Women’s Week focuses on financial issues

This week, as has been the case every year for more than two decades, the U will devote five days to mothers, wives, sisters and friends, and the issues that affect them.

Women’s Week 2005 centers on the theme, “Will Work for Change-Being Nickeled and Dimed in America,” and will examine issues such as policy decisions, minimum wage, earning a living wage, access to education and what might help women in obtaining financial security.

This Women’s Week includes a keynote address by Barbara Ehrenreich, author of Nickel and Dimed: On (Not) Getting By in America on Wednesday at 10 a.m. Ehrenreich’s book archives her experiences as a minimum-wage worker and brings to light the working conditions and the lifestyles of low-income workers.

“The theme, ‘Will Work for Change’ has a double meaning,” said Karen Dace, associate vice president for diversity. “It has the obvious meaning of people working for minimum wage, but also that we are working for change.”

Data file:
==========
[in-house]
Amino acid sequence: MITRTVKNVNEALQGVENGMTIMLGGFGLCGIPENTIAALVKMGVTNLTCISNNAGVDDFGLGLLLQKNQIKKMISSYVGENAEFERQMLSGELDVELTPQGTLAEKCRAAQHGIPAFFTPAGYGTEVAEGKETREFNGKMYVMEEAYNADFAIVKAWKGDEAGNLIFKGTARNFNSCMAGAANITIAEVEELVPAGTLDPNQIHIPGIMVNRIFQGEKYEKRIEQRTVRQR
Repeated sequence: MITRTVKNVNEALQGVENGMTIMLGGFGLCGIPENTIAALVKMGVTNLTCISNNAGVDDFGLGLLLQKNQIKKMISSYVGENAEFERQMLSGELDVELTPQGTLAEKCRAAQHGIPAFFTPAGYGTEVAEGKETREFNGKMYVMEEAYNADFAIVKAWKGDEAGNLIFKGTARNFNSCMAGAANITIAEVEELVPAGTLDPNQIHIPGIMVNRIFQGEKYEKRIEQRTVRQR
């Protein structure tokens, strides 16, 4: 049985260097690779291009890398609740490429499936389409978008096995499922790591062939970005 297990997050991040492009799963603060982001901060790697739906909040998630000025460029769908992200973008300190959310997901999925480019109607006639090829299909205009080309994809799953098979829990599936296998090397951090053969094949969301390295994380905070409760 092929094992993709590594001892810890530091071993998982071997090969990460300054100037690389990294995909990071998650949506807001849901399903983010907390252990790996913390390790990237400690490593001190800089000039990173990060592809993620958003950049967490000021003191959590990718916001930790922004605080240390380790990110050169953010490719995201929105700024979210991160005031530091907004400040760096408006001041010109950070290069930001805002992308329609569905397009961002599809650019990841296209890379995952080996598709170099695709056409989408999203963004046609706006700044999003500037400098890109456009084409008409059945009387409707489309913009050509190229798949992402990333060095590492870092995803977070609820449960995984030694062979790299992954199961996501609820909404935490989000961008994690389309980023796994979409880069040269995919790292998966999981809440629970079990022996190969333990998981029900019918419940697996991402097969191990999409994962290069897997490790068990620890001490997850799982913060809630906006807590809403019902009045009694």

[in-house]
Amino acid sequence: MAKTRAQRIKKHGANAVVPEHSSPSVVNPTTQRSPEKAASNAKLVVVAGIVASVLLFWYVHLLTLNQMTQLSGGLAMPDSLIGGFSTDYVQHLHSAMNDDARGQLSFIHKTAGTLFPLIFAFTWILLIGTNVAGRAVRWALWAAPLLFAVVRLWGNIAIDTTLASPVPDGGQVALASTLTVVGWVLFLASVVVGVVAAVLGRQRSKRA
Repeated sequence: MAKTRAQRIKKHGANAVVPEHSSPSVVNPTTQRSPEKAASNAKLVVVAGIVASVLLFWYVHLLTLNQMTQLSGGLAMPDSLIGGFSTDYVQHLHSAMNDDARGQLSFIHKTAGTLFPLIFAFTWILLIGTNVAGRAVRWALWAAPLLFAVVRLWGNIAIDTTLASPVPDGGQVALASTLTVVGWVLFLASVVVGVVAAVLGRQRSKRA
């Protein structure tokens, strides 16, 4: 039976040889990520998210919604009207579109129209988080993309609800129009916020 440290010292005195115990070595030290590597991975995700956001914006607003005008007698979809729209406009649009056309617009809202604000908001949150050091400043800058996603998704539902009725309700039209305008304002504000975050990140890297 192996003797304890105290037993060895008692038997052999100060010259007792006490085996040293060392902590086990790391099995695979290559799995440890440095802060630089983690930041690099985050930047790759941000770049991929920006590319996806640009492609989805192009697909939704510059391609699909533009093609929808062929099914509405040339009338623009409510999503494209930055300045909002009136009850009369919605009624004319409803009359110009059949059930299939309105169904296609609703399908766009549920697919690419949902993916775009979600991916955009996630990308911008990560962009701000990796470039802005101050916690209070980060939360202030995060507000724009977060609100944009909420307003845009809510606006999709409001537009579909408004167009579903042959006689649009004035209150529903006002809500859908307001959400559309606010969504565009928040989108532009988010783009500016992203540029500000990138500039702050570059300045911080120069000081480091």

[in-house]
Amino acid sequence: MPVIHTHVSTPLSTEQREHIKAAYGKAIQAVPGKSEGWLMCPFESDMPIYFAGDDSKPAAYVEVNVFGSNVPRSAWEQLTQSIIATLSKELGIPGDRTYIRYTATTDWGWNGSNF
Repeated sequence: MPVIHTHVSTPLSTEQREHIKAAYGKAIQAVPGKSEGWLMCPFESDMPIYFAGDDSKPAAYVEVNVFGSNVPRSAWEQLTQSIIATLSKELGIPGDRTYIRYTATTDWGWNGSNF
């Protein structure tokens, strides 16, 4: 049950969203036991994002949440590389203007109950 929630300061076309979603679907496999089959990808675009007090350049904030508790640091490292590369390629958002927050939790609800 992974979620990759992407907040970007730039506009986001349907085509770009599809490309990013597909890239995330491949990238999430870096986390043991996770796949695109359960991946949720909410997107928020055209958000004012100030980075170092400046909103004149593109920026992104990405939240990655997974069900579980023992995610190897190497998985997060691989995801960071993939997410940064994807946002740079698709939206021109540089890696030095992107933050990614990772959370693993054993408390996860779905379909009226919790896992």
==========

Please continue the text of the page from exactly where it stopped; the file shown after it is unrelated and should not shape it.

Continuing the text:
Even though the events throughout the week are centered on women, men can also participate.

The play titled, “Nickel and Dimed” will be performed at the Rose Wagner Performing Arts Center on Tuesday, March 1 as a benefit performance, and again on March 2 and March 3 as free performances.

“The play depicts both men and women working for minimum wage,” Dace said.

Along with the keynote address and theater performance, Women’s Week 2005 will feature “My Women of Color Friends,” an art exhibit showcasing new paintings by featured artist V. Kim Martinez. The art will be exhibited at the Rose Wagner Performing Arts Center from March 1 through March 3, after which time it will move to the U Women’s Resource Center in the Union.

A campus panel will take place on Thursday, March 3 in the Marriott Library’s Gould Auditorium and will feature panelists who will discuss work and wage issues as well as offer advice on how women can achieve greater financial stability.

[email protected]